brief teachings

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    The Three Times Paid Member

    It is essential to see that we live our lives most of the time in the three times; that’s to say, the past, the present, and the future. We spend our time playing past, present, and future. Why do I suffer now? It’s because of something in the past. What about what should I do in the future? Well, I should plan to do something in the future. The odd fact is that the past actually is dead. There are memories of it, but everything in the past is actually gone, and everything in the future has not yet arisen. There’s only one place where you can actually be, and that is now. This needs thinking about, because it’s very easy to say that’s a lot of nonsense—of course there’s past, present, and future. But actually, the only place where there is something, is-ness, is only now. How could there be anything else? More »
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    Tortoise Steps Paid Member

    Practicing dharma is necessarily a frustrating business. What practitioners, especially beginners, often fail to realize is that frustrations are the signposts of our success. An exasperating lack of concentration, devotion, or inspiration might be just what you need to make the extra effort to tune in to your practice fully. Alternatively, of course, it may topple you in the other direction and stop you practicing altogether—a temptation you must resist at all costs. Always remember, though, that frustration with your spiritual path is often an indication that you are becoming a genuine dharma practitioner. More »
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    Discovering Truth Paid Member

    Dreams, like metaphors, are often best left uninterpreted. The attempt to contain with meaning cuts off the unconscious process that the images work on us. Better to dwell peaceably in their corridors and meander through their eerie glades than try to see pathways of the mind and find dark memories in their stories. They will make known to us those things we need to know in their own time. Yet appreciating their rich presence and inviting their nightly unfolding, we embrace their healing quality. So too, religious experience appears, a gift to be appreciated in the moment, but not cemented into concrete analysis. More »
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    Gently Bowing Paid Member

    Imagine for a moment that everything you see, hear, smell, touch, and taste is your very best friend. The spoon in your hand and the distant sound of traffic; the raindrops running down your back and the smell of dirty laundry; the blue sky and the flavor of cumin—these are not mere passing encounters with two-dimensional items. Instead, imagine for a moment that everything you are experiencing is your very, very best friend saying hello. Such a hello is much more than just a passing handshake or kiss on the cheek. The sky’s blue hello invites us to discover something further—something vast and astounding. The smell of an ocean breeze invites us to explore further—to wonder and discover. The sights and sounds around us when fully acknowledged are quite an invitation indeed. More »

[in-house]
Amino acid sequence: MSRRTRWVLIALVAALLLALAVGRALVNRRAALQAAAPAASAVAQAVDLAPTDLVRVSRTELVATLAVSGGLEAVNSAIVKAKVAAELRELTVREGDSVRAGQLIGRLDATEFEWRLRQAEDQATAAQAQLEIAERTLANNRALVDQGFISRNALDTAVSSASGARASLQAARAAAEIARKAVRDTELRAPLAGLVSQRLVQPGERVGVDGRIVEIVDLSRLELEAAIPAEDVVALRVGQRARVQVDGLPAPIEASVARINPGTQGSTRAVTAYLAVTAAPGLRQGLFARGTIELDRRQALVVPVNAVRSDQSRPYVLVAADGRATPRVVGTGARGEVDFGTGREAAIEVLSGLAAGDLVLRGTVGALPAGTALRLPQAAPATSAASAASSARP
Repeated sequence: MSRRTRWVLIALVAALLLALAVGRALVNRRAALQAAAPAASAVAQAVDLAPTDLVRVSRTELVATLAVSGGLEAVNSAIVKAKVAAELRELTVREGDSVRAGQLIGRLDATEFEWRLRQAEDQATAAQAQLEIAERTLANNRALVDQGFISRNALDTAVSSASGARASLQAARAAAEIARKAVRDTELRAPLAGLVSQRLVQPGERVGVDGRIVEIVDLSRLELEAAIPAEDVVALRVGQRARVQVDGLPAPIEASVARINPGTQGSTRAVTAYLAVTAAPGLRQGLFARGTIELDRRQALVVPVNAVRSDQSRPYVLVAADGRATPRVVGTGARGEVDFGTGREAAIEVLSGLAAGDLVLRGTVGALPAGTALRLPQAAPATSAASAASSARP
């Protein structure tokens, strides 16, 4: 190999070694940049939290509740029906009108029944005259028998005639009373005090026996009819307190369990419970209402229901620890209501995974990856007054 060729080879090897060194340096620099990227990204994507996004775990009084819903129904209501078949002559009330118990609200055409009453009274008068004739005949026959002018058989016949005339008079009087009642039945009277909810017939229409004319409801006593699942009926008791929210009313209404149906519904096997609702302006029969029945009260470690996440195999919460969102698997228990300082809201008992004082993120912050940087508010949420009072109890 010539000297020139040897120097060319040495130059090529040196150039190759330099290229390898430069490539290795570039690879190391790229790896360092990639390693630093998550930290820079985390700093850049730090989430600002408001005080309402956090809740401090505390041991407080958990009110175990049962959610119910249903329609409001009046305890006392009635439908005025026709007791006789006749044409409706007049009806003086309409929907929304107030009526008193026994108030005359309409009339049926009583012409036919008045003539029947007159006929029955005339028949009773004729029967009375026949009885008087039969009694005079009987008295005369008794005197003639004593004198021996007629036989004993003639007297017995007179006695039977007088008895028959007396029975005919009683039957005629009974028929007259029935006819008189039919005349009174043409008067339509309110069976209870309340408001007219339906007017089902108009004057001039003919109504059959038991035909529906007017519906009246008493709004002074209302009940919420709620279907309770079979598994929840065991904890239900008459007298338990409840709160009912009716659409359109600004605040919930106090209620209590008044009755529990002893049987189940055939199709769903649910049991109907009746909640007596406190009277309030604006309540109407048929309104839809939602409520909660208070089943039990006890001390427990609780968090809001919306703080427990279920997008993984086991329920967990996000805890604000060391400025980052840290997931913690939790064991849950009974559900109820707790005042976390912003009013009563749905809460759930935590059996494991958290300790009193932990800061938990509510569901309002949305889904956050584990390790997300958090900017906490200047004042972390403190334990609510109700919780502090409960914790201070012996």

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    Let Grace In Paid Member

    Grace provides the framework within which a meaningful life is lived. Love is the substance of it day to day. To live a spiritual life, then, is essentially to do things “for the love of it”—to do things without attachment to a result or reward. It is a matter of living in a simple way and having a practice that enables you to return again and again to the consciousness of life’s all-enfolding blessing. Grace is the key to happiness. When bad things happen, if we have confidence in grace, then we can remain grounded in that and not be overwhelmed by the soap opera of life. And grace is a circular blessing. The more grace enters your life, the more grateful you are. The more grateful you are, the more easily grace seems to enter. You can do the following things in order to let grace enter your life: More »
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    The Right Mind and the Confused Mind Paid Member

    The Right Mind is the mind that does not remain in one place. It is the mind that stretches throughout the entire body and self. The Confused Mind is the mind that, thinking something over, congeals in one place. When the Right Mind congeals and settles in one place, it becomes what is called the Confused Mind. When the Right Mind is lost, it is lacking in function here and there. For this reason, it is important not to lose it. In not remaining in one place, the Right Mind is like water. The Confused Mind is like ice, and ice is unable to wash hands or head. When ice is melted, it becomes water and flows everywhere, and it can wash the hands, the feet, or anything else. More »